Two Pants Diverged in a Yellow Wood

On Sunday afternoons I’m generally spent. It’s not one thing, but rather a collision of things that turn me into a zombie about noon on Sunday. I don’t generally sleep well on Saturday nights and I get up at least an hour earlier on Sundays than any other day of the week. I’m emotionally tired from pouring myself into my art form – preaching – and then giving it away. And, even though I’m highly extroverted, I’m usually “peopled out.”

But, I’m also building a house right now, and I made the decision that I won’t work on the house on Sundays. Instead, I’ve committed to putting on my sweat pants, resting my body, taking a break, being present to my family, watching football, doing the crossword, napping on Sunday afternoons, and when the circumstance allow, being with people who fill me back up.

But, a couple weeks ago, I had a collision of conflicting principles. It was Sunday afternoon and it was beautiful outside (low 50’s, no clouds). And the forecasters were telling us another polar vortex would be descending upon most of the US in the coming days. And I told myself,”If I just had a couple hours to wrap up a couple things on the house I’d feel better about the upcoming week.”

And so, I got home from church, took off my jeans and put on my work pants (old, ratty jeans) with the intention of grabbing a quick bite to eat, then heading out to work on the house for 2-3 hours. But, as I started to put on my old sweatshirt, the decision to keep pushing my body on a Sunday didn’t feel right. So I took off the work jeans and got out my gray sweatpants (aka: “sabbath pants”). But then I felt guilty about not getting stuff done on the house. And then I just laid both pants side by side on the bed and stared at them.

Sigh.

Isn’t this what life looks like all the time? I guess sometimes the “right thing to do,” is obvious. But others times, not-so-much. Or maybe it’s obvious for some people, but it’s not always obvious to me. And I knew, standing at the foot of the bed whatever pair of pants I chose, I’d feel a little guilty about. I knew that whatever pants I chose, I would be justified. I knew that whatever pants I chose, my wife would support my decision.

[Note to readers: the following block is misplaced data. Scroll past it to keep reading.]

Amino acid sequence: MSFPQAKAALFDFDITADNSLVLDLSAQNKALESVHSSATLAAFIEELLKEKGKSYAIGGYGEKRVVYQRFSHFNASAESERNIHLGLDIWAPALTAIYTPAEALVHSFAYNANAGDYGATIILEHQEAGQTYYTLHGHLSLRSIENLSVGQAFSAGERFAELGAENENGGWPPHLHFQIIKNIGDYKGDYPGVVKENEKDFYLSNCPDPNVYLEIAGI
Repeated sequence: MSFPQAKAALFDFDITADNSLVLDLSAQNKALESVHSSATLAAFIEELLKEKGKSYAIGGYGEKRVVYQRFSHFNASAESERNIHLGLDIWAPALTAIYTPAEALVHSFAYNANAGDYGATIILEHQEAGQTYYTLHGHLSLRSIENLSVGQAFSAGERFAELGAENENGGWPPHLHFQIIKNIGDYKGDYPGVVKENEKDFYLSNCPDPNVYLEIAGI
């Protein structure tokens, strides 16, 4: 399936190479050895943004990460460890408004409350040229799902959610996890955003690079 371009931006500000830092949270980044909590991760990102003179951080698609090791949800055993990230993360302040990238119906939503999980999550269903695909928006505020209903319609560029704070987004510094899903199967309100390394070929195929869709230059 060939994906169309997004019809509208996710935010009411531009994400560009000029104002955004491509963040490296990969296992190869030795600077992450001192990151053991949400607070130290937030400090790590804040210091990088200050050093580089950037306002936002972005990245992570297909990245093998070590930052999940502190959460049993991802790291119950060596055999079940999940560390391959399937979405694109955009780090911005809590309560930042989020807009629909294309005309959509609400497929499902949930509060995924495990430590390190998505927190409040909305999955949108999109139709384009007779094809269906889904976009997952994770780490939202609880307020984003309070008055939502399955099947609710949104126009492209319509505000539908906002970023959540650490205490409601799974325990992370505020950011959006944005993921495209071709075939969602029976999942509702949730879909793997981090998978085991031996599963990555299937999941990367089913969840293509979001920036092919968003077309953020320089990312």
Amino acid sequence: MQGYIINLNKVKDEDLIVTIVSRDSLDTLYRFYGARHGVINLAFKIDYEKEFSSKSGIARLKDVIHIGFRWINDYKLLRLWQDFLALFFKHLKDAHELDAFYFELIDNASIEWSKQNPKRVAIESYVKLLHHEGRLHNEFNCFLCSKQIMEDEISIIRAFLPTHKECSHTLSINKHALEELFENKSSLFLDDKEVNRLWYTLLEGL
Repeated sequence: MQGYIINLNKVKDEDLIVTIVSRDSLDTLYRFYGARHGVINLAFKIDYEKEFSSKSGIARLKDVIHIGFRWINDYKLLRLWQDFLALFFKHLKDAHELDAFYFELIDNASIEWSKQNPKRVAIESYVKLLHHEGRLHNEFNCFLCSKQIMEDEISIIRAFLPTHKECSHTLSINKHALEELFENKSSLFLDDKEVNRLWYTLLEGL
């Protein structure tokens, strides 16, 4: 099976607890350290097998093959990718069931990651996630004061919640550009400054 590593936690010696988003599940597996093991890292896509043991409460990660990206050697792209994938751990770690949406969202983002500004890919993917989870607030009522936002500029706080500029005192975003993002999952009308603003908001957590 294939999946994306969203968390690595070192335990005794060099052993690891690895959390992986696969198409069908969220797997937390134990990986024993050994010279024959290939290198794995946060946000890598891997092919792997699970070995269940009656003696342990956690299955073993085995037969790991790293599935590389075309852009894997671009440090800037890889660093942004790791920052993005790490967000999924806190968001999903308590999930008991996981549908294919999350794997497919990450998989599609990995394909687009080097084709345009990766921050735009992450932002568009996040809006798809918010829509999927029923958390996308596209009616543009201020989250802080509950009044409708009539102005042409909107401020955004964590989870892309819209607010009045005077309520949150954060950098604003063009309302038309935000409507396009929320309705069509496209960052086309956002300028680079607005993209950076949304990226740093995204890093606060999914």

I guess I feel this way about most decisions. Of course there are obvious, moral, slam-dunk things that you just do or don’t do. But most stuff that we seem to face is in the gray. It’s not clear. “What would Jesus Do?” isn’t really helpful in these kinds of things. It’s not easy. It’s not a moral choice. And so we just make the best decision we can in the moment.

And so I stood there for several minutes, at the foot of my bed, staring at my pants weighing out the arguments for and against, pros and cons. I even prayed a little and then studied the pants some more to see if either pair rippled gently indicating the right decision, but no dice. And then I got annoyed with myself that at 40 years old, I’m so indecisive about some of the simplest things sometimes.

Sigh again.

And finally, I chose. I’m not sure if what I chose was right or wrong. I’m not sure if God applauded, or groaned, or if God even cared at all what I did with my Sunday afternoon. I’ve shared this story with a couple friends, who affirmed the decision I made. But I suspect they would have affirmed me if I made the other choice.

The point of this  is that choosing the “best thing to do” is hard. Change a detail or two about that Sunday afternoon and I might have chosen differently. And if someone in the same dilemma asked me my advice, I probably would have known “the right thing to do,” in 2 seconds flat. But, I was reminded that decisions are hard and when asked to give advice I need to acknowledge that in other people.

Some Trust in Chariots